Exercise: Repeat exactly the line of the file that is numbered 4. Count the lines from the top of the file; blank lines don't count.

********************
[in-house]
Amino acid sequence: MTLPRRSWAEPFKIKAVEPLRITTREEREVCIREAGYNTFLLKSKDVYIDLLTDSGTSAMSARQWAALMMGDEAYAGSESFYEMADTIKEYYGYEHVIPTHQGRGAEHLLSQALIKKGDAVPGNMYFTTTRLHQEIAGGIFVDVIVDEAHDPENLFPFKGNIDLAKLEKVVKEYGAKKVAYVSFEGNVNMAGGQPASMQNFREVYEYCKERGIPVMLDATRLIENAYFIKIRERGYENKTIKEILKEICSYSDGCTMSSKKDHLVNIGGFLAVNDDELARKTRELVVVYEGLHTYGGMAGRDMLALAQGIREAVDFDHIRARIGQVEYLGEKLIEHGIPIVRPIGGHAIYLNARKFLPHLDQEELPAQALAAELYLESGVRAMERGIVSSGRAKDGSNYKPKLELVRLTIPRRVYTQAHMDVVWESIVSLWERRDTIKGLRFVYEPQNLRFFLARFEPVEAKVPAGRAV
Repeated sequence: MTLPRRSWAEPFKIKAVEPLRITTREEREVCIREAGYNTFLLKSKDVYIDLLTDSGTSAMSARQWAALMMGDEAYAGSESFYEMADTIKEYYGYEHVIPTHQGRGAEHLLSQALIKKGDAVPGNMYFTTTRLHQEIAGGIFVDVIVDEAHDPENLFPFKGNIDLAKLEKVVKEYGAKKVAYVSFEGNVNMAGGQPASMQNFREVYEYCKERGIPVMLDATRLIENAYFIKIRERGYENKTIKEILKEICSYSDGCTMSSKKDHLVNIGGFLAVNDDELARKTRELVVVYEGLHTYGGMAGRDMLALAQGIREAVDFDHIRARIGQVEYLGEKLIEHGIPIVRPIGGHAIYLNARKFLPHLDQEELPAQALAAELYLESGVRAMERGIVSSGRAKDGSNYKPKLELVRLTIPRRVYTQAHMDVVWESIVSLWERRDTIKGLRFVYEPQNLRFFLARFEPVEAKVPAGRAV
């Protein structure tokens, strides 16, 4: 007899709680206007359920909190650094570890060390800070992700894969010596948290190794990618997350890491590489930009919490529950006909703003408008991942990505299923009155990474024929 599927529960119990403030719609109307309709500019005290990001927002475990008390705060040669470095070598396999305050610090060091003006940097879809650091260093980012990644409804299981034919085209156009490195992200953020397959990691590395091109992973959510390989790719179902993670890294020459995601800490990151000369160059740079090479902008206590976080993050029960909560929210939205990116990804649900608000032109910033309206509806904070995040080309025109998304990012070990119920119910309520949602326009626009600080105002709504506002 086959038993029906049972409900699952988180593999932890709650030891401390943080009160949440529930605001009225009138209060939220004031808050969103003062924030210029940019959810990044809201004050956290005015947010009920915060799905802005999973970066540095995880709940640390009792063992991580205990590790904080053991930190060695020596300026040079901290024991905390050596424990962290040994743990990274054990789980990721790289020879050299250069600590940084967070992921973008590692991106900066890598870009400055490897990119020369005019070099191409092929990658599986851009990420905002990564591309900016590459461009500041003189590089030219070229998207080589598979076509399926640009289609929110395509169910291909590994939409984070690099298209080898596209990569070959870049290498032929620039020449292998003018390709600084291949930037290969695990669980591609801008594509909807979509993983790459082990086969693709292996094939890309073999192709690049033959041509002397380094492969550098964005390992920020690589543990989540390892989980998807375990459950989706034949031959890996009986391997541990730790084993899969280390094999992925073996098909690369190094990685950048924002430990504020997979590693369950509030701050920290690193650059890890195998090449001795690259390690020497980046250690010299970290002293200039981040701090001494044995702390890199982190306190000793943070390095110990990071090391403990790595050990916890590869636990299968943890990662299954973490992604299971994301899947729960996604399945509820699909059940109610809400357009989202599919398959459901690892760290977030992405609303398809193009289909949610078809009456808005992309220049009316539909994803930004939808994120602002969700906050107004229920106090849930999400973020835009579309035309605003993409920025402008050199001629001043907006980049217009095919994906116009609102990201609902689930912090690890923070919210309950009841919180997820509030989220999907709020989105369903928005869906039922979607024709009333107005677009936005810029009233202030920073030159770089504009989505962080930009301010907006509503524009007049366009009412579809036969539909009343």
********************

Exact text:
């Protein structure tokens, strides 16, 4: 007899709680206007359920909190650094570890060390800070992700894969010596948290190794990618997350890491590489930009919490529950006909703003408008991942990505299923009155990474024929 599927529960119990403030719609109307309709500019005290990001927002475990008390705060040669470095070598396999305050610090060091003006940097879809650091260093980012990644409804299981034919085209156009490195992200953020397959990691590395091109992973959510390989790719179902993670890294020459995601800490990151000369160059740079090479902008206590976080993050029960909560929210939205990116990804649900608000032109910033309206509806904070995040080309025109998304990012070990119920119910309520949602326009626009600080105002709504506002 086959038993029906049972409900699952988180593999932890709650030891401390943080009160949440529930605001009225009138209060939220004031808050969103003062924030210029940019959810990044809201004050956290005015947010009920915060799905802005999973970066540095995880709940640390009792063992991580205990590790904080053991930190060695020596300026040079901290024991905390050596424990962290040994743990990274054990789980990721790289020879050299250069600590940084967070992921973008590692991106900066890598870009400055490897990119020369005019070099191409092929990658599986851009990420905002990564591309900016590459461009500041003189590089030219070229998207080589598979076509399926640009289609929110395509169910291909590994939409984070690099298209080898596209990569070959870049290498032929620039020449292998003018390709600084291949930037290969695990669980591609801008594509909807979509993983790459082990086969693709292996094939890309073999192709690049033959041509002397380094492969550098964005390992920020690589543990989540390892989980998807375990459950989706034949031959890996009986391997541990730790084993899969280390094999992925073996098909690369190094990685950048924002430990504020997979590693369950509030701050920290690193650059890890195998090449001795690259390690020497980046250690010299970290002293200039981040701090001494044995702390890199982190306190000793943070390095110990990071090391403990790595050990916890590869636990299968943890990662299954973490992604299971994301899947729960996604399945509820699909059940109610809400357009989202599919398959459901690892760290977030992405609303398809193009289909949610078809009456808005992309220049009316539909994803930004939808994120602002969700906050107004229920106090849930999400973020835009579309035309605003993409920025402008050199001629001043907006980049217009095919994906116009609102990201609902689930912090690890923070919210309950009841919180997820509030989220999907709020989105369903928005869906039922979607024709009333107005677009936005810029009233202030920073030159770089504009989505962080930009301010907006509503524009007049366009009412579809036969539909009343």